In his budget for fiscal 2015, President Obama assumed courageously or just conveniently that the US economy would grow 3.1% in 2014, quite a jump after having lumbered along at 1.9% in 2013, and given what looks to be a soft start for the year. But according to the budget proposal, the economy would boom. It would be the fastest growth rate since 2005. It would be the most exciting economy in nine years.
That level of growth would solve a lot of problems. Citing the rebound in housing – the price bubble, apparently, though sales are plunging – along with strength in manufacturing and oil production, the budget statement claimed that there were “encouraging signs emerging across industries.” And so the economy “is moving forward and businesses are creating jobs, but our top priority must be accelerating that growth….”
Given this sizzling economy, companies would finally see some revenue growth beyond the rate of inflation that would support some real earnings growth, rather than the masterfully doctored earnings growth of late, and their stocks would soar. And corporate insiders, who can see all this better than the White House because they have their boots on the ground and are involved in the nitty-gritty of their operations, should be the most bullish in nine years.
Corporate insiders can be divided into two groups: the company’s executives and directors; and large shareholders who own at least 10% of the outstanding shares. When any of them sell or buy the company’s shares, they have to report it to the SEC – and by extension, to the public. How they voted with their wallets – not the hype that they dish out – is studiously tracked and scrutinized and transformed into a sell-to-buy ratio to gain more insight into what’s really going on, which is usually impossible.
So in 2007, these very insiders as a group, the smart money that gets the inside scoop, had no clue what was coming, based on their buying and selling patterns, had no clue with regards to their own company, and had no clue with regards to the markets or the economy. In October 2007, at the very peak of that bubble, they didn’t see that a tornado was forming right in front of them. According to Mark Hulbert, who watches this sort of thing, the sell-to-buy ratio at the time was more bullish than the historical range.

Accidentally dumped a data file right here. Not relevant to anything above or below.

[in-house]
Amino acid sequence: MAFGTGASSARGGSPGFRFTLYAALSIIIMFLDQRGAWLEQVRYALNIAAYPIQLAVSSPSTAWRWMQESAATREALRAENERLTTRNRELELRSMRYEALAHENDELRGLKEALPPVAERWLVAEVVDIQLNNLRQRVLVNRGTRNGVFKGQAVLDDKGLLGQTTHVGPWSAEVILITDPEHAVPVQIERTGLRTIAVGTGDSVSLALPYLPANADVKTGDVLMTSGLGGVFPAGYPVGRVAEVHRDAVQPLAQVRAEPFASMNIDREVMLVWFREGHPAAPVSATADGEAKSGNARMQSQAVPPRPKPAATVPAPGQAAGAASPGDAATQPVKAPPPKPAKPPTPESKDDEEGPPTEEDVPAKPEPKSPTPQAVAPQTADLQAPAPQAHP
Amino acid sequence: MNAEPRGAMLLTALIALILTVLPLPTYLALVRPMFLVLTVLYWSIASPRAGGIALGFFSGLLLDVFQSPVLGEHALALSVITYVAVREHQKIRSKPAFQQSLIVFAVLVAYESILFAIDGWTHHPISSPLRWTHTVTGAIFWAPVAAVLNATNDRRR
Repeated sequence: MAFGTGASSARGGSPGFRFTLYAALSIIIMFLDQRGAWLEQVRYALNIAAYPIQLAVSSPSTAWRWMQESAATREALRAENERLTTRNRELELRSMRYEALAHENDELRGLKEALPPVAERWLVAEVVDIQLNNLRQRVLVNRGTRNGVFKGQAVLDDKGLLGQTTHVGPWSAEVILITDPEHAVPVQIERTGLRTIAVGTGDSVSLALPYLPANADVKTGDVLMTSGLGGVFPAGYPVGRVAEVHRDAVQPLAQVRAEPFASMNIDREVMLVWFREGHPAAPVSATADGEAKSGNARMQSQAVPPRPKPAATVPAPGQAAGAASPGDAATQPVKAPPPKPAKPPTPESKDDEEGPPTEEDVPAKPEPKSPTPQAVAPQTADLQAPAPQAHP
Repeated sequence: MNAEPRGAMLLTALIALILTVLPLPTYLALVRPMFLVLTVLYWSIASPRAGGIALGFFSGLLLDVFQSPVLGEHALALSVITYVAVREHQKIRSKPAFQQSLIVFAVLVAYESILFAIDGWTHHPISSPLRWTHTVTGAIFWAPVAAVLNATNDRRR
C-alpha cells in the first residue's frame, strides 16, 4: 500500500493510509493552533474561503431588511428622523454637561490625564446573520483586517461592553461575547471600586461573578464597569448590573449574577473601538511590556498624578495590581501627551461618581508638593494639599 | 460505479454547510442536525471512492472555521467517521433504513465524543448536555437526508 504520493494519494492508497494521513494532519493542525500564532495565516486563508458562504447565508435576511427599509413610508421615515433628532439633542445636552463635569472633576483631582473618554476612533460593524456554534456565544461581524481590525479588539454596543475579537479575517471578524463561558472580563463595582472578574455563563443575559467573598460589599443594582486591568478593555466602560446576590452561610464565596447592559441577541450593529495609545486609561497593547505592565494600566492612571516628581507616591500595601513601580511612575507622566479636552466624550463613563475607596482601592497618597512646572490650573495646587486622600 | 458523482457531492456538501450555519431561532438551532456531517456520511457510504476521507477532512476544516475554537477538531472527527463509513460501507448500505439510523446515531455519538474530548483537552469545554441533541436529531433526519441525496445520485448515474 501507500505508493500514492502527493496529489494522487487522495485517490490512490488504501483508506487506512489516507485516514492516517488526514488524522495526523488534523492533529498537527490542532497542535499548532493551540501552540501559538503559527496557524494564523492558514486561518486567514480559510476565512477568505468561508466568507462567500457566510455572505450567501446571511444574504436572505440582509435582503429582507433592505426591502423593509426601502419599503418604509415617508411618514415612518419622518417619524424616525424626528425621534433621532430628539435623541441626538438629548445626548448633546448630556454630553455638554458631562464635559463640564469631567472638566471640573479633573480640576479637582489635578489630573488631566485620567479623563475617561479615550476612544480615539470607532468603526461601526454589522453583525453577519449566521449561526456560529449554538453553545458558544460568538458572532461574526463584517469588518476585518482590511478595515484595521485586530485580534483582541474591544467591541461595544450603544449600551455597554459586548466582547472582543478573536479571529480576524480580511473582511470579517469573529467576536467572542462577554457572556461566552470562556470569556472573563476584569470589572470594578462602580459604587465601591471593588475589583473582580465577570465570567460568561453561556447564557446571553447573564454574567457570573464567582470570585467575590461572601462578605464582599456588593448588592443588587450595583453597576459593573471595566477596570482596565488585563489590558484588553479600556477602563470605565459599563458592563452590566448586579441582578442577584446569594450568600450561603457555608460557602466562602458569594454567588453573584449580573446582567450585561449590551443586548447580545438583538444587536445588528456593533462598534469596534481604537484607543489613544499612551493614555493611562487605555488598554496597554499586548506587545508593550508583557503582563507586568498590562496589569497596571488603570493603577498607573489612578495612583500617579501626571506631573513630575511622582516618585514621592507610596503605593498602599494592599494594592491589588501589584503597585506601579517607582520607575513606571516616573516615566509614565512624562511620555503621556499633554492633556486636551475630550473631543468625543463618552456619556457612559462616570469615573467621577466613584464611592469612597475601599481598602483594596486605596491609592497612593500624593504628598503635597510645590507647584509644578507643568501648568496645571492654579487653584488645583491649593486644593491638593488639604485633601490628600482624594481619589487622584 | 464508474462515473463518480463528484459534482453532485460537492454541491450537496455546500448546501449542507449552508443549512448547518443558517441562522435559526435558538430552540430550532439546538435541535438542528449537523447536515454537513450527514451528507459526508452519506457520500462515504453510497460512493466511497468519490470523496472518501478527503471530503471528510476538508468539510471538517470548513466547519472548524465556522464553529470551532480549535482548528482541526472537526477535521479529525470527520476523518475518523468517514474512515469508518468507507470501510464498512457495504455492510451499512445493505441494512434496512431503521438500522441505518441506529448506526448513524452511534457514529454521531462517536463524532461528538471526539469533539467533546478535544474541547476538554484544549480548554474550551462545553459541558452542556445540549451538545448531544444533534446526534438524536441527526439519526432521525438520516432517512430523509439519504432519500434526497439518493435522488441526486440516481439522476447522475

Blow these insider geniuses off because they don’t know any more than the huddled masses?
Not so fast, says Nejat Seyhun, a finance professor at the University of Michigan, cited by Hulbert. He determined in research conducted before 2007 and validated on two occasions since – in the crash of 2008/09 and in the 20% downdraft of 2011 – that some of the insiders are the smart money who know where their company’s share price is going. and they act on this knowledge by buying or selling; and some insiders are just the dumb money with big wallets.
Seyhun figured out that if you remove the largest shareholders – the dumb money with big wallets – from the pool of insiders, you end up mostly with executives and directors – the people who really know. And he consolidated their behavior into his adjusted sell-to-buy ratio. “In the summer of 2007, for example, his adjusted insider sell-to-buy ratio was more bearish than at any time since 1990” when the data series began, Hulbert points out. True insiders – the executives and directors – were quietly dumping their company’s shares during the last months of the bubble while spouting off hype for public consumption.
And once again, we’re inundated with hype. Obama’s forecast of an economy that’ll grow a glorious 3.1% this year is part of it, but served up on an official, gleaming White House platter. And Wall Street screams buy, buy, buy.
But Seyhun’s adjusted sell-to-buy ratio is now once again at the same extreme bearish level as in the summer of 2007, and as in 2011 just before the 20% market plunge, Hulbert reported. The executives and directors as a group knew when to get out back then. And they’re once again quietly dumping the shares of their companies, acting on their boots-on-the-ground knowledge of things to come, and trying to get out before the shares of their companies – and the markets overall – once again swoon.
Meanwhile, small investors are finally having fun in the stock market again, after years of sitting out the most phenomenal rally. They’re leveraging up their portfolios. Margin debt is spiking beautifully. Alas, spiking margin debt has a nasty habit of ending in a crash. Read…. Small Investors Exuberant, Margin Debt And Risk Of Crash Soar